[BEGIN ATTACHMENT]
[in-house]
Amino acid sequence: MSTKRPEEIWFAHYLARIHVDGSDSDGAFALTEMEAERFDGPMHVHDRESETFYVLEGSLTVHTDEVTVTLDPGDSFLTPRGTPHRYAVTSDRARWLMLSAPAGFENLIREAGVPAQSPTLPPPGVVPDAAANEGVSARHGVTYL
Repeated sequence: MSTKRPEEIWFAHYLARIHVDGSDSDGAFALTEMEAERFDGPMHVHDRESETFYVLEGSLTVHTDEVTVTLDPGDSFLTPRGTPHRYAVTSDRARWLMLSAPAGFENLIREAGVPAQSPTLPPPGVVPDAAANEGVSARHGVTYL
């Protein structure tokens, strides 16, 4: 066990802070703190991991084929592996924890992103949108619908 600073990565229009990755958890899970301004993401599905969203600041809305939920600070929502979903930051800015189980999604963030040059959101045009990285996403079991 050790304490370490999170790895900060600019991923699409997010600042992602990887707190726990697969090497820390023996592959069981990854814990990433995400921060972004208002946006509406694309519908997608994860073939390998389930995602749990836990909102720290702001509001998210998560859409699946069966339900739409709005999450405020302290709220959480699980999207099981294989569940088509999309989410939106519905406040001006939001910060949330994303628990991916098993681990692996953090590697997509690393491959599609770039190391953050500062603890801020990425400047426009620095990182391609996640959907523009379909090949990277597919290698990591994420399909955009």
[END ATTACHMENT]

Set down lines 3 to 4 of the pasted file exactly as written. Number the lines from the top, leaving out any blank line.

Repeated sequence: MSTKRPEEIWFAHYLARIHVDGSDSDGAFALTEMEAERFDGPMHVHDRESETFYVLEGSLTVHTDEVTVTLDPGDSFLTPRGTPHRYAVTSDRARWLMLSAPAGFENLIREAGVPAQSPTLPPPGVVPDAAANEGVSARHGVTYL
């Protein structure tokens, strides 16, 4: 066990802070703190991991084929592996924890992103949108619908 600073990565229009990755958890899970301004993401599905969203600041809305939920600070929502979903930051800015189980999604963030040059959101045009990285996403079991 050790304490370490999170790895900060600019991923699409997010600042992602990887707190726990697969090497820390023996592959069981990854814990990433995400921060972004208002946006509406694309519908997608994860073939390998389930995602749990836990909102720290702001509001998210998560859409699946069966339900739409709005999450405020302290709220959480699980999207099981294989569940088509999309989410939106519905406040001006939001910060949330994303628990991916098993681990692996953090590697997509690393491959599609770039190391953050500062603890801020990425400047426009620095990182391609996640959907523009379909090949990277597919290698990591994420399909955009």